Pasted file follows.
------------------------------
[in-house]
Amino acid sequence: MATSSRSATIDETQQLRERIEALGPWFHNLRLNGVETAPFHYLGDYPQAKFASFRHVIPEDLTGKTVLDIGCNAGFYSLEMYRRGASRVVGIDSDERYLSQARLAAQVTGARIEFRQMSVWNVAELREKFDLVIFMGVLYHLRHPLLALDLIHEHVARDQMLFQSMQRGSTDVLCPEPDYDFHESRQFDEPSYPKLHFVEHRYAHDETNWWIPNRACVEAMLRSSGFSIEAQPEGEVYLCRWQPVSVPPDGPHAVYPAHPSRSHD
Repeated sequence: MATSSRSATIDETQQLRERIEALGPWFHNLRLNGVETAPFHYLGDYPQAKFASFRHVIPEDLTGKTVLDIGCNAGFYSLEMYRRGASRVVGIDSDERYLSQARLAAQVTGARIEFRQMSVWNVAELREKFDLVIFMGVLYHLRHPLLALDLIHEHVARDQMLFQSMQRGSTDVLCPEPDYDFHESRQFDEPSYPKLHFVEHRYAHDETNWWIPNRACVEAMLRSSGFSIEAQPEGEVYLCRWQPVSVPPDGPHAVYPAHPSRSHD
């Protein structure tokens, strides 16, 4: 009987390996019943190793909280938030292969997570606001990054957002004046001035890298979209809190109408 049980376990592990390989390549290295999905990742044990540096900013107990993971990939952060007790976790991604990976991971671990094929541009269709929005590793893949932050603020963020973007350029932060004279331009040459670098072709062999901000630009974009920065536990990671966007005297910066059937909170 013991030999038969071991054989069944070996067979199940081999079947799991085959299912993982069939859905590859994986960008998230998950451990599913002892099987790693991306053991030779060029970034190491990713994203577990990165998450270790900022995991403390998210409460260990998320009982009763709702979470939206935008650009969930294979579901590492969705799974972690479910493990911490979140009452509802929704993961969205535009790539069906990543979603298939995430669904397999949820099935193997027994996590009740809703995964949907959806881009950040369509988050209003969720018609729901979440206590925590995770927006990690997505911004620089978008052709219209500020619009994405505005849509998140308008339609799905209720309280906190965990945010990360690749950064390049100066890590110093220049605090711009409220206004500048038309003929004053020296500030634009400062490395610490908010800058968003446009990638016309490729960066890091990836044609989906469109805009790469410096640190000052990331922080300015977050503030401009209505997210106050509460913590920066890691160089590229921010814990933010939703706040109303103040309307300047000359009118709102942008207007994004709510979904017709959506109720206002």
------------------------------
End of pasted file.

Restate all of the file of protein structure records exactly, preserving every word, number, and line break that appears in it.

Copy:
[in-house]
Amino acid sequence: MATSSRSATIDETQQLRERIEALGPWFHNLRLNGVETAPFHYLGDYPQAKFASFRHVIPEDLTGKTVLDIGCNAGFYSLEMYRRGASRVVGIDSDERYLSQARLAAQVTGARIEFRQMSVWNVAELREKFDLVIFMGVLYHLRHPLLALDLIHEHVARDQMLFQSMQRGSTDVLCPEPDYDFHESRQFDEPSYPKLHFVEHRYAHDETNWWIPNRACVEAMLRSSGFSIEAQPEGEVYLCRWQPVSVPPDGPHAVYPAHPSRSHD
Repeated sequence: MATSSRSATIDETQQLRERIEALGPWFHNLRLNGVETAPFHYLGDYPQAKFASFRHVIPEDLTGKTVLDIGCNAGFYSLEMYRRGASRVVGIDSDERYLSQARLAAQVTGARIEFRQMSVWNVAELREKFDLVIFMGVLYHLRHPLLALDLIHEHVARDQMLFQSMQRGSTDVLCPEPDYDFHESRQFDEPSYPKLHFVEHRYAHDETNWWIPNRACVEAMLRSSGFSIEAQPEGEVYLCRWQPVSVPPDGPHAVYPAHPSRSHD
């Protein structure tokens, strides 16, 4: 009987390996019943190793909280938030292969997570606001990054957002004046001035890298979209809190109408 049980376990592990390989390549290295999905990742044990540096900013107990993971990939952060007790976790991604990976991971671990094929541009269709929005590793893949932050603020963020973007350029932060004279331009040459670098072709062999901000630009974009920065536990990671966007005297910066059937909170 013991030999038969071991054989069944070996067979199940081999079947799991085959299912993982069939859905590859994986960008998230998950451990599913002892099987790693991306053991030779060029970034190491990713994203577990990165998450270790900022995991403390998210409460260990998320009982009763709702979470939206935008650009969930294979579901590492969705799974972690479910493990911490979140009452509802929704993961969205535009790539069906990543979603298939995430669904397999949820099935193997027994996590009740809703995964949907959806881009950040369509988050209003969720018609729901979440206590925590995770927006990690997505911004620089978008052709219209500020619009994405505005849509998140308008339609799905209720309280906190965990945010990360690749950064390049100066890590110093220049605090711009409220206004500048038309003929004053020296500030634009400062490395610490908010800058968003446009990638016309490729960066890091990836044609989906469109805009790469410096640190000052990331922080300015977050503030401009209505997210106050509460913590920066890691160089590229921010814990933010939703706040109303103040309307300047000359009118709102942008207007994004709510979904017709959506109720206002």